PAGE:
Synopsys ventures into the future with IC Compiler II

IC Compiler II should not come as a surprise to those who have noticed the significant increase in complexity of design and verification in moving from 45 to 30 nm processes. If you, like me, have also defined as "diabolic" the cost and complexity of designing for 20 and 14 nm processes.

What is interesting is the pressure Synopsys may be experiencing from long time customers for a new tool. To the point that the announcement on March 24 is a pre-release announcement. Companies are willing to be official beta testers just for the privilege of using a new tool. Since Synopsys is not discontinuing IC Compiler, it is clear that the market is now definitely divided in two segments. The smaller segment representing high revenue potential is made up by those twenty or so companies that absolutely must use the latest process available. The rest of the market made up of companies that produce mostly consumers' products, can live with less demanding processes.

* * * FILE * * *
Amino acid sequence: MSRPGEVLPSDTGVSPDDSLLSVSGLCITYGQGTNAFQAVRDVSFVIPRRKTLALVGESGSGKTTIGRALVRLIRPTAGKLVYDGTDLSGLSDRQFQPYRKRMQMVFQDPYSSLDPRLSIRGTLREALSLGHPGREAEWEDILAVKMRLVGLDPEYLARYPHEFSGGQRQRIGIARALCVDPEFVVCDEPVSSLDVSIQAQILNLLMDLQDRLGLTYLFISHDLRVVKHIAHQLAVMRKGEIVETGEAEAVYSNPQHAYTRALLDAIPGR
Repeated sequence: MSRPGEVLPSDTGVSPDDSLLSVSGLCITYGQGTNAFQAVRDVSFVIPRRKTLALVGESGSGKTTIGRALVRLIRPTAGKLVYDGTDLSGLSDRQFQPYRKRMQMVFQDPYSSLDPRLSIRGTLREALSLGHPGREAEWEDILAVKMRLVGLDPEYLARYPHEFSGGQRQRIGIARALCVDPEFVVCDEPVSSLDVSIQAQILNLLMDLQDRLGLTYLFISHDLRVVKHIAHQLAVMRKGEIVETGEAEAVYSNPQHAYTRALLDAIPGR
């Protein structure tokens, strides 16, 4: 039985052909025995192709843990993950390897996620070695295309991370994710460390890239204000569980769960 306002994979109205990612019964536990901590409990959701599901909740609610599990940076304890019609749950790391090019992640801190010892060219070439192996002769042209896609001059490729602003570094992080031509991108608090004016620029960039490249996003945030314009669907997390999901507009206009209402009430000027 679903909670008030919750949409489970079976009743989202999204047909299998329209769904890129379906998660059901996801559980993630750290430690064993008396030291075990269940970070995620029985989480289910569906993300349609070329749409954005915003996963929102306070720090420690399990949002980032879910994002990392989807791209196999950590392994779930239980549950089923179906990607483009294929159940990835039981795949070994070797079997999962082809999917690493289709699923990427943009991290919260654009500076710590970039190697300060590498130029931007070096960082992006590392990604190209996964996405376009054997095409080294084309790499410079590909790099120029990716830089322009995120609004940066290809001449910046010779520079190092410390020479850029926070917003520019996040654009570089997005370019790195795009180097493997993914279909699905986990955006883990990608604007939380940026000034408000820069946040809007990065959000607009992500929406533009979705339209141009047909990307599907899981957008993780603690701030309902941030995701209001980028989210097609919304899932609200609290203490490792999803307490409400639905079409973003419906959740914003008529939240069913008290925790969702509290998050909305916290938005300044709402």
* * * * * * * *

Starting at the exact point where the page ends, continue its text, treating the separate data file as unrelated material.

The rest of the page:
It is clear to me that even very advanced products may be built using stacked dies and on chip networks thus potentially lessening the pressure to use ultra small geometries that really belong in the X-ray lithography space.

Synopsys' Approach

The company chose a clever approach to the development of IC Compiler II. Any new capability requires a new data model, and thus a new tool infrastructure was built using the existing architecture blueprint but creating a totally new data model. The concept of critical engines: Timer, Optimizer, Hierarchy and Clocking was kept but they were all modernized to the new requirements. The CGPL Placer and the Zroute Routers are, at least for now, the same as in IC Compiler. The reason is simple: they are not the critical part in developing the geography of the IC itself. I chose the word "geography" carefully because I want to underline the need of recognizing functional locality and not just physical placement. Once the network is developed and verified, placing and routing is a relatively easier task, especially if the network is well constructed to begin with.

Initial feedback by the, albeit hand picked, early users is not only positive, but shows an eagerness to push Synopsys further and faster: a good thing for the bottom line of the leading EDA vendor. At DAC we will hear and see more details, I am told.

The cost of the tool development is not cheap, so I wonder whether IC Compiler III will be worth it or if we will see an step improvement in system level architecture that will allow the development of powerful computing systems that anyone will be able to build, let alone afford.